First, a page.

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There is No Martini Glass

May 29, 2009

I will try to make this as short and painless as possible.  But this is another pet peeve of mine, and I need to get it off my chest.

Thank you in advance for your patience.

That glass.  You know, the one that Martinis come in?  That stemmed glass with the funnel shaped bowl.  It’s called a Cocktail Glass.

Seriously.

Yes.  Martinis are served in them.  But so are an endless list of cocktails that include Daiquiris, Manhattans and Sidecars (some of my favorites).

I think much of the problem will be solved if everyone just stopped saying “martini” and said “cocktail” instead.  You say, “I’d like a pomegranate cocktail,” and I have no problem with that.  Ok, maybe just a small problem.  But if you say, “I’d like a pomegranate martini,” now we’ve got a big problem.

Why?  Because a Martini is a thing.  And pomegranate has nothing to do with it.

A Martini is a beautifully clear, chillingly cold, crisp, dry and snappy expression of ice, gin, dry vermouth and possibly orange bitters.  It’s not sweet.  It’s not fruity.  It’s certainly not brightly colored.  It is stark.  And I think it is what makes the drink elegant.  It is simple with a complexity that comes from within.  Plus when you make it correctly, it has a wonderful silky mouthfeel.

People will bicker about ratios to make the perfect Martini.  I generally take mine about 8:1 with 2 oz of Tanqueray gin, ½ T of Noilly Pratt Dry Vermouth (the formulation of the past several years, and not the newer fuller-flavored version), drop of Fee’s orange bitters.  All of this goes in the mixing glass filled with large ice cubes, is mixed until well chilled, and then strained into a chilled glass.

If you wanted to get super fussy about it, one could argue that the proportions of the drink depend specifically on the brand of gin, the brand of vermouth and the brand of bitters you use.  Each of the three principal components has a myriad of flavor elements inside of it.  And it would be foolhardy to suggest that one recipe would be perfect for bringing all possible combinations into harmony.

We don’t need to go there, but if you have a particular combination you like, let’s hear about it.

As far as garnish goes, I do not put any junk in my drink or on the rim.  But I will sometimes squeeze a little lemon zest over the top.

On the flip side, drinks with chocolate syrup, Pop-Rocks, Tang, grape soda, or other sweet sticky things, are decidedly not Martinis – even if they come in cocktail glasses.

They are cocktails.  And calling them martinis just creates a whole list of additional problems.  Most notably bars and restaurants will have martini menus.  One local restaurant was lauded for having a 27-variety martini menu.  The next logical step is the opening of martini bars.  I find the whole thing completely incomprehensible.

What really gets under my skin is that by calling every cocktail that comes in a cocktail glass a “martini” it diminishes the profile of the true classic Martini.  One could also imagine someone saying, “I love martinis.  I drink them every day.  But I can’t stand gin.”

It’s just another example of what happens when language gets compromised.  And why it is important to call things what they are.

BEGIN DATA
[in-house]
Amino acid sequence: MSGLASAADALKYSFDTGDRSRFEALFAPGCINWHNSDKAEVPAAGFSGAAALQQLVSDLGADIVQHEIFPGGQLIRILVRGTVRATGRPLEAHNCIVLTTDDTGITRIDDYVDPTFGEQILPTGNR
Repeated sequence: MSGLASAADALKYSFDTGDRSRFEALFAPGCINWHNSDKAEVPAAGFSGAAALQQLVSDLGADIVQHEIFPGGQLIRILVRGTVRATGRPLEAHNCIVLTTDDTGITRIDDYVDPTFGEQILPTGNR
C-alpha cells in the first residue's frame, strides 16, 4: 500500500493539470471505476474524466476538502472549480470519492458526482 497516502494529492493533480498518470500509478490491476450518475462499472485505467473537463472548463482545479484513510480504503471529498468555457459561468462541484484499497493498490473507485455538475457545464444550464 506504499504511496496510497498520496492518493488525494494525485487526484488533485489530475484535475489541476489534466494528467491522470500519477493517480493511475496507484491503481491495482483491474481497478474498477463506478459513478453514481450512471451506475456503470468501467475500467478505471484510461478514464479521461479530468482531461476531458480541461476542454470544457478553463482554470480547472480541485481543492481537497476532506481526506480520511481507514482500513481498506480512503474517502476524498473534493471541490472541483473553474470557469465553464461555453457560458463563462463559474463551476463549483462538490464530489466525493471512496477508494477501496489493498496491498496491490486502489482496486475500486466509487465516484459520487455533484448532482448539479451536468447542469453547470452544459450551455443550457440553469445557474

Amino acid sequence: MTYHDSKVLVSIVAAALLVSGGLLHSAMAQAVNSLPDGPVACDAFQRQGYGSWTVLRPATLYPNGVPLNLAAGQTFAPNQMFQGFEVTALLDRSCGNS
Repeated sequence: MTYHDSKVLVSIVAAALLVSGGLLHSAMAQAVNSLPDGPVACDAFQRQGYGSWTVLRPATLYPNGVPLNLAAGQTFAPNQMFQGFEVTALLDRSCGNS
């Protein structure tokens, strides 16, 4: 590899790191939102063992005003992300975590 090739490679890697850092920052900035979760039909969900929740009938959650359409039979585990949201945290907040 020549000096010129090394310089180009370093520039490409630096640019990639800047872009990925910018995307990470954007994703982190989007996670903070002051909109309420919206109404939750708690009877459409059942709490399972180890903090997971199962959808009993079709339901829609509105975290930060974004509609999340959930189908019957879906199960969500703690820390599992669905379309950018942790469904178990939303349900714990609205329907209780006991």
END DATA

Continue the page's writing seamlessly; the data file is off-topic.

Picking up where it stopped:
But it’s not too late.  We can save the Martini from the imposters that threaten to overwhelm it.  Just stop calling cocktails martinis.  K?  Please.  For me?  At least think about it.

Thank you.  I feel a bit better now.

6 Comments leave one →
  1. May 29, 2009 9:22 am

    Ah, one of my favorite drinks, the lemon drop, comes in those cute cocktail glasses. However, after years of wanting anything in a cocktail glass (cause they are so darned cute) I have learned I should just stop since I end up spilling half of the darned thing.

  2. mama ass permalink
    May 29, 2009 9:53 am

    Well, this post was definitely enlightening. I had to make a “girlie” drink last week and realized I hadn’t mixed a drink for over a dozen years. I used antique dessert glasses that sort of look like cocktail glasses. Now I will never refer to a cocktail glass as a martini glass. Thanks for the insight, FLB!

  3. May 29, 2009 11:16 am

    Well said!!! The sooner bar tenders wise up and stop trying to call everything a martini, the better.

    My favorite martini starts with Bombay Saffire, includes Noilly Pratt Dry Vermouth and is “dirty” with olive. I like the 10:1 ratio of gin to vermouth, but have no problem with a bit more vermouth. Mine must be neat, stirred with ice and then strained. A friend recommended stirring for about the length of time it takes to hum “Mary Had a Little Lamb” and I agree that this blends things perfectly.

    On occasion I like a lemon twist in place of the olive, but not often.

  4. May 29, 2009 11:27 am

    I drink my martinis dirty. I argue that this still makes them a martini.

  5. May 29, 2009 1:45 pm

    Wouldn’t that be an olive cocktail then ;)?

  6. Raf permalink
    May 29, 2009 1:52 pm

    If memory serves Mr. Fussy approves of vodka martinis, which means he’s not as fussy as one might think.

    I don’t like the cocktail glass in general because I find them way too likely to slosh. Especially after a chocolate martini or two. The champagne coupe is a nice substitute.

    For the record, I like mine extra wet (like a 3:1 ratio of gin to vermouth), orange bitters and a twist.

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